A US congressional report has accused Amazon, Apple, Facebook and Google of monopolising the digital market and recommended antitrust laws be used to break up these companies.
The 449-page report criticises how the technology giants have purchased competitors to retain their market dominance and for designing services in preference of their own revenues rather than in consumers’ interest.
Written by the House Judiciary Committee, the report recommends Congress introduces new laws which would ban platform operators from competing with businesses on their platforms, where they have an advantage.
“To put it simply, companies that once were scrappy, underdog start-ups that challenged the status quo have become the kinds of monopolies we last saw in the era of oil barons and railroad tycoons,” the report warned.
“Although these firms have delivered clear benefits to society, the dominance of Amazon, Apple, Facebook, and Google has come at a price,” it added.
“These firms typically run the marketplace while also competing in it – a position that enables them to write one set of rules for others, while they play by another.”
The report warned that although the four companies “differ in important ways”, their business practices revealed common problems, citing “nearly 1.3 million documents” as extensive evidence collected over the course of the investigation.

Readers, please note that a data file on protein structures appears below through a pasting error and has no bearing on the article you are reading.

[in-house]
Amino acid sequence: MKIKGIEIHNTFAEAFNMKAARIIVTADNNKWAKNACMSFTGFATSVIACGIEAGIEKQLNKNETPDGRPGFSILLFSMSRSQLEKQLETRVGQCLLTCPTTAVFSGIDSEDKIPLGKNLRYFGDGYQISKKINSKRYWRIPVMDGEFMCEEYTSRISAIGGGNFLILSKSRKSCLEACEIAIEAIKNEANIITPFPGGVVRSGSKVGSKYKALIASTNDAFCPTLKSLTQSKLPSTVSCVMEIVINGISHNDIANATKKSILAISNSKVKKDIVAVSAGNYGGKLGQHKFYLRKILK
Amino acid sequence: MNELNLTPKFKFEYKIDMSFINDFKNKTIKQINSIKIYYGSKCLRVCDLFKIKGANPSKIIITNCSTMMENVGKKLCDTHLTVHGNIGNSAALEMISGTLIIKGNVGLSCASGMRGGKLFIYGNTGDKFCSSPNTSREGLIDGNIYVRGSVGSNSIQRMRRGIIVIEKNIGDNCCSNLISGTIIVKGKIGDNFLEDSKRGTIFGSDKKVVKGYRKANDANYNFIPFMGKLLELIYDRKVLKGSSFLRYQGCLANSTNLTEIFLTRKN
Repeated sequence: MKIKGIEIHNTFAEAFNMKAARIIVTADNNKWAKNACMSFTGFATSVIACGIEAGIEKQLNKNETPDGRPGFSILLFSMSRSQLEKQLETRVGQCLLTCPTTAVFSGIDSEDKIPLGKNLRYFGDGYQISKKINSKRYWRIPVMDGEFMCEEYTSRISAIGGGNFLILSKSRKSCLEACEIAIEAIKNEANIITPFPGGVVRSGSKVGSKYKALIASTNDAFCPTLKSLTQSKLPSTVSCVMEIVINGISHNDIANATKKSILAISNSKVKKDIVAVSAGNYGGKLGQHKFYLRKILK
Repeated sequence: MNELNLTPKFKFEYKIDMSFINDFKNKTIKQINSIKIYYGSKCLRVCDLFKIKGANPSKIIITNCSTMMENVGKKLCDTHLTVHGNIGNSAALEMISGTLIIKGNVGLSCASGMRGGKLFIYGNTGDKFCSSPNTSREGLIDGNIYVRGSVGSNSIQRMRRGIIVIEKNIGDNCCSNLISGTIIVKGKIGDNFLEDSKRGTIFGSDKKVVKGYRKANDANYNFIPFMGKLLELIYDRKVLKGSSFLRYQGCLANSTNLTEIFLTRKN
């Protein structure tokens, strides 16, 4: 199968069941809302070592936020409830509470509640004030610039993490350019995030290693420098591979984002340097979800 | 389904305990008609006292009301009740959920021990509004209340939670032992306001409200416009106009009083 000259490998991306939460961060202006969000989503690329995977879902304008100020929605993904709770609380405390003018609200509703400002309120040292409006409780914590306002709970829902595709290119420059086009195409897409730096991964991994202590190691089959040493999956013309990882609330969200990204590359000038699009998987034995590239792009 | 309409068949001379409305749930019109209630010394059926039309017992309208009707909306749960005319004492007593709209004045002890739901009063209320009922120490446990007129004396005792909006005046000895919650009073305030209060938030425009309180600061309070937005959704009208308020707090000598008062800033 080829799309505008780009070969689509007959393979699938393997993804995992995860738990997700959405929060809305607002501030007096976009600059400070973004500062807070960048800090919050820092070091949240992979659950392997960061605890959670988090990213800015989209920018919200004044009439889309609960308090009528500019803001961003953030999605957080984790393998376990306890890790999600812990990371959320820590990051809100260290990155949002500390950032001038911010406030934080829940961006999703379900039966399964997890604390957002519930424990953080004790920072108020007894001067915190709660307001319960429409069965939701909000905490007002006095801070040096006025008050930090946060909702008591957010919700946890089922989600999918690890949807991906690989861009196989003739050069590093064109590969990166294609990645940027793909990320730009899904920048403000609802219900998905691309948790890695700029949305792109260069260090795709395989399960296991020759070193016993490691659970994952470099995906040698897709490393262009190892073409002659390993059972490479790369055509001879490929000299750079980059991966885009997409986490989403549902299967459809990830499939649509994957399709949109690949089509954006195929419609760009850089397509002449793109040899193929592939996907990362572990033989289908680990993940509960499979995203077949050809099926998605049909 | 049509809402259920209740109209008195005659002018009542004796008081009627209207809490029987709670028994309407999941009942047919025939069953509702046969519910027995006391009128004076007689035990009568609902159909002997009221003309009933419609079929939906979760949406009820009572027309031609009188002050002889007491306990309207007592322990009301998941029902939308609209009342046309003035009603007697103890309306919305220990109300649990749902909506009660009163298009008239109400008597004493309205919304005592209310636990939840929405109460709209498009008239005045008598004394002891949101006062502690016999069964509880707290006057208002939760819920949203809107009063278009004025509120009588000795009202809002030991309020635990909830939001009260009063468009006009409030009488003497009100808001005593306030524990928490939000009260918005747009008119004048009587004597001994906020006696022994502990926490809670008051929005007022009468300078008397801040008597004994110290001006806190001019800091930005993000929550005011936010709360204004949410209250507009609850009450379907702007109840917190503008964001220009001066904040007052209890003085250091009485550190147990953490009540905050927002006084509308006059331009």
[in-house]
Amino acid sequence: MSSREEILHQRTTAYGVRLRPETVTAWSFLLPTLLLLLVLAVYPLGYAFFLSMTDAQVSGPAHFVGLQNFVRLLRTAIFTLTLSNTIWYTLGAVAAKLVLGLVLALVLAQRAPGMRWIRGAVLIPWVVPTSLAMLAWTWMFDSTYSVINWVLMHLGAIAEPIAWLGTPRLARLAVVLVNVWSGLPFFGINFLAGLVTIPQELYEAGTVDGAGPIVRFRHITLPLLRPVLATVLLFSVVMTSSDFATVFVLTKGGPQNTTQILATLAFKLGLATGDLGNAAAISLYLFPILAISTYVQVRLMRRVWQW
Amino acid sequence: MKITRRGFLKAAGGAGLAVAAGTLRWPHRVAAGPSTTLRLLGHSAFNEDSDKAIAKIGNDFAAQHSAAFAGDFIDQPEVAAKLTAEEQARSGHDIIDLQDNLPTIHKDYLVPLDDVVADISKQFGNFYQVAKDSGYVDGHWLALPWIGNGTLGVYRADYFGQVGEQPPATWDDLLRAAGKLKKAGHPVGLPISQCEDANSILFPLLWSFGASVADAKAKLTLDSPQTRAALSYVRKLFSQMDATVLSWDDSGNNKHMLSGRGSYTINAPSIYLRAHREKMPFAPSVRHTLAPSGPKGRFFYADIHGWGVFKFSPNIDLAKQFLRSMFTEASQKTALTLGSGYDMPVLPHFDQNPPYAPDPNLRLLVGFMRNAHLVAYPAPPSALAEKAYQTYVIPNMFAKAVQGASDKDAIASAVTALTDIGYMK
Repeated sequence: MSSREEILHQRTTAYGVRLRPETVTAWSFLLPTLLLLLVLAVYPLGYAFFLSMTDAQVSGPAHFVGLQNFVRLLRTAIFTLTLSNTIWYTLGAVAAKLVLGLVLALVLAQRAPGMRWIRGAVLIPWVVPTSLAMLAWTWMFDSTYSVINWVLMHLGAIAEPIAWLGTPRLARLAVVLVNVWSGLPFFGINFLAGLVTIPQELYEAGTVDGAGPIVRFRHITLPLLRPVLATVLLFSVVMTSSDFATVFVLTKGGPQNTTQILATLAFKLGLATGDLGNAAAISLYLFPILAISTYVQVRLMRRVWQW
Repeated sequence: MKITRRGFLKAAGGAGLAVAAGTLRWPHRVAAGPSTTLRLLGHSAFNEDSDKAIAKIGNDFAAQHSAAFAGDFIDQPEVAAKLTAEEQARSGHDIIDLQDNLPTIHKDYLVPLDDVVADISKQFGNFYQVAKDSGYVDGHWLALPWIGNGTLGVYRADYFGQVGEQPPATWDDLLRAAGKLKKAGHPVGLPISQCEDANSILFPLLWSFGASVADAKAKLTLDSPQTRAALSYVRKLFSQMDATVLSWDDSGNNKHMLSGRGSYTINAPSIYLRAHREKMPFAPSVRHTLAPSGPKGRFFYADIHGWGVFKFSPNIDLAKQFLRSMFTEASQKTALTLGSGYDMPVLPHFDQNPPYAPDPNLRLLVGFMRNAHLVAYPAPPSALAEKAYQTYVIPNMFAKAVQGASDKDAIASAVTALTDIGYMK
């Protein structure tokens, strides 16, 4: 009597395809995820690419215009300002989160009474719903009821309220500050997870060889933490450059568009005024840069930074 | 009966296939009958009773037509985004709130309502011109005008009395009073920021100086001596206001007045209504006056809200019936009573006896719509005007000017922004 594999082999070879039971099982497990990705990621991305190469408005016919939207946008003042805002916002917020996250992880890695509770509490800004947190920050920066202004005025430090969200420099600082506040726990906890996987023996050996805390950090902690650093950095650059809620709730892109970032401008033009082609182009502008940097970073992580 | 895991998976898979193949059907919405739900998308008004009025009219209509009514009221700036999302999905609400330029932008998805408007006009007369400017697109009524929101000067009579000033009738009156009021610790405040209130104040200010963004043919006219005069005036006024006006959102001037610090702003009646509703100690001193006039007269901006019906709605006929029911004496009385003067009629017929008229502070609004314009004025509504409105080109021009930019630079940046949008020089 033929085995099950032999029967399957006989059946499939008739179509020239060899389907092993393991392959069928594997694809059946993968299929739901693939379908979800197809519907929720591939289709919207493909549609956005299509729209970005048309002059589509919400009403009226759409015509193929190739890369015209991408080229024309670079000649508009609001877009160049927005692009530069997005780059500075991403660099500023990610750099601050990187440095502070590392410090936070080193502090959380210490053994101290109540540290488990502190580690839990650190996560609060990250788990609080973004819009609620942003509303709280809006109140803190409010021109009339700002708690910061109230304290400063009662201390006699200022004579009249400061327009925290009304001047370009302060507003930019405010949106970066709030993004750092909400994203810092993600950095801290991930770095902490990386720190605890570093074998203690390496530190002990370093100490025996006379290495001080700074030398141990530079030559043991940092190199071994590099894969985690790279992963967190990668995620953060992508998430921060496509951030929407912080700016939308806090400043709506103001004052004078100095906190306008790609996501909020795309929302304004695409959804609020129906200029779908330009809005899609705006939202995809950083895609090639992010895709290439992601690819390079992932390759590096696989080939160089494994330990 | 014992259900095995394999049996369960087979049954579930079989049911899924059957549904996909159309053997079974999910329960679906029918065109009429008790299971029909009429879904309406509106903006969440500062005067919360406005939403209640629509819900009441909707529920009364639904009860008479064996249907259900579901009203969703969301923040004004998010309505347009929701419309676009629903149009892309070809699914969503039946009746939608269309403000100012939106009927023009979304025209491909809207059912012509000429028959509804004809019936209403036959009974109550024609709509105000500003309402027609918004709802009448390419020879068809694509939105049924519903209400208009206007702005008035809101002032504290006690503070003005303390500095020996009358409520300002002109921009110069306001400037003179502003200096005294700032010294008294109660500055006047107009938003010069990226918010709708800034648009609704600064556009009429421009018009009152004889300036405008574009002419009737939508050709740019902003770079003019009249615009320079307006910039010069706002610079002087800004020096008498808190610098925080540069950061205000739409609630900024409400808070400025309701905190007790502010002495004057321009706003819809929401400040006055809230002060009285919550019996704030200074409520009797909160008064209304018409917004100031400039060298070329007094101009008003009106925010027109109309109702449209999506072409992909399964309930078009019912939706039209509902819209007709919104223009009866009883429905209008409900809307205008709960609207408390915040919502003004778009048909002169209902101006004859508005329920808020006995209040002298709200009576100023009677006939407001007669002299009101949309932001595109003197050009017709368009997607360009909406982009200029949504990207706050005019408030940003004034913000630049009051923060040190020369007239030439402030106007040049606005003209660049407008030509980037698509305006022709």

“Each platform now serves as a gatekeeper over a key channel of distribution. By controlling access to markets, these giants can pick winners and losers throughout our economy,” the report stated.
“They not only wield tremendous power, but they also abuse it by charging exorbitant fees, imposing oppressive contract terms, and extracting valuable data from the people and businesses that rely on them.”
It added: “By controlling the infrastructure of the digital age, they have surveilled other businesses to identify potential rivals, and have ultimately bought out, copied, or cut off their competitive threats.”
Among the recommendations are increased oversight and stricter rules regarding the acquisition of technology companies by the largest platforms – an issue which has regularly been cited as allowing the giants to become monopolistic over their slices of internet commerce.
Finally, according to the report, “these firms have abused their role as intermediaries to further entrench and expand their dominance,” in classical monopolistic behaviour.
“Whether through self-preferencing, predatory pricing, or exclusionary conduct, the dominant platforms have exploited their power in order to become even more dominant,” it stated, calling for Congress to introduce new laws to tackle these issues.
According to The New York Times, the report was delayed due to disagreements between Republicans and Democrats on the House Judiciary Committee, with the former upset that the report didn’t go into more detail on technology companies’ perceived bias against conservative views.
An alternative report drafted by the Republicans and obtained and published by Politico described some of the recommendations as “non-starters for conservatives”, particularly the calls to enforce a structural break-up of platforms such as Amazon so they are not directly competing with companies using their platform.